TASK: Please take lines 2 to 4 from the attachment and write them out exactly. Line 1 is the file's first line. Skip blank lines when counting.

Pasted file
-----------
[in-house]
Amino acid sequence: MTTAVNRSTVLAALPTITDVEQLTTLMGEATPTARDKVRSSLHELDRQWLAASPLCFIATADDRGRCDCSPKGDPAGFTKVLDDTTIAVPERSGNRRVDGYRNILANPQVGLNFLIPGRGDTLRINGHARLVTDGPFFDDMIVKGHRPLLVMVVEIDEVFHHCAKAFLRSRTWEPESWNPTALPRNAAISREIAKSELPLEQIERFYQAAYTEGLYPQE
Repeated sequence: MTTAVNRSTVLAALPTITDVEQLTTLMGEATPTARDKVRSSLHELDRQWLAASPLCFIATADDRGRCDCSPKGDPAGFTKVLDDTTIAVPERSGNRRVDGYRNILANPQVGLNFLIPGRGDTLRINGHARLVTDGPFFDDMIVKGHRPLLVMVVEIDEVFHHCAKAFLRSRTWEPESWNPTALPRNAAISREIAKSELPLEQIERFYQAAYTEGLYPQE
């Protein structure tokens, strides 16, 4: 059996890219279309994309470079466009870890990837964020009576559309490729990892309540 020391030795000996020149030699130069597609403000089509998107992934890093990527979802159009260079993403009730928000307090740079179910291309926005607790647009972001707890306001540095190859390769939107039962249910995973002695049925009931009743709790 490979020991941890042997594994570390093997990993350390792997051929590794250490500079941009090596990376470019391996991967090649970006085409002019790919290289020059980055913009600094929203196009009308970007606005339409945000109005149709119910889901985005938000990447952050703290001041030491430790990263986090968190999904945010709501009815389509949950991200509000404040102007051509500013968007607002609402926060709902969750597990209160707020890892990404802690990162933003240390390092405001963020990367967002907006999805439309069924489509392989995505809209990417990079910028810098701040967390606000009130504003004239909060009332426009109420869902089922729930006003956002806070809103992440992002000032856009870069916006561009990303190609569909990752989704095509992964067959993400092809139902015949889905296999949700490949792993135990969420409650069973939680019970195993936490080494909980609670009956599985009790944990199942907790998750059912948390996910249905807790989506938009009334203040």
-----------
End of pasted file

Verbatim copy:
Amino acid sequence: MTTAVNRSTVLAALPTITDVEQLTTLMGEATPTARDKVRSSLHELDRQWLAASPLCFIATADDRGRCDCSPKGDPAGFTKVLDDTTIAVPERSGNRRVDGYRNILANPQVGLNFLIPGRGDTLRINGHARLVTDGPFFDDMIVKGHRPLLVMVVEIDEVFHHCAKAFLRSRTWEPESWNPTALPRNAAISREIAKSELPLEQIERFYQAAYTEGLYPQE
Repeated sequence: MTTAVNRSTVLAALPTITDVEQLTTLMGEATPTARDKVRSSLHELDRQWLAASPLCFIATADDRGRCDCSPKGDPAGFTKVLDDTTIAVPERSGNRRVDGYRNILANPQVGLNFLIPGRGDTLRINGHARLVTDGPFFDDMIVKGHRPLLVMVVEIDEVFHHCAKAFLRSRTWEPESWNPTALPRNAAISREIAKSELPLEQIERFYQAAYTEGLYPQE
């Protein structure tokens, strides 16, 4: 059996890219279309994309470079466009870890990837964020009576559309490729990892309540 020391030795000996020149030699130069597609403000089509998107992934890093990527979802159009260079993403009730928000307090740079179910291309926005607790647009972001707890306001540095190859390769939107039962249910995973002695049925009931009743709790 490979020991941890042997594994570390093997990993350390792997051929590794250490500079941009090596990376470019391996991967090649970006085409002019790919290289020059980055913009600094929203196009009308970007606005339409945000109005149709119910889901985005938000990447952050703290001041030491430790990263986090968190999904945010709501009815389509949950991200509000404040102007051509500013968007607002609402926060709902969750597990209160707020890892990404802690990162933003240390390092405001963020990367967002907006999805439309069924489509392989995505809209990417990079910028810098701040967390606000009130504003004239909060009332426009109420869902089922729930006003956002806070809103992440992002000032856009870069916006561009990303190609569909990752989704095509992964067959993400092809139902015949889905296999949700490949792993135990969420409650069973939680019970195993936490080494909980609670009956599985009790944990199942907790998750059912948390996910249905807790989506938009009334203040």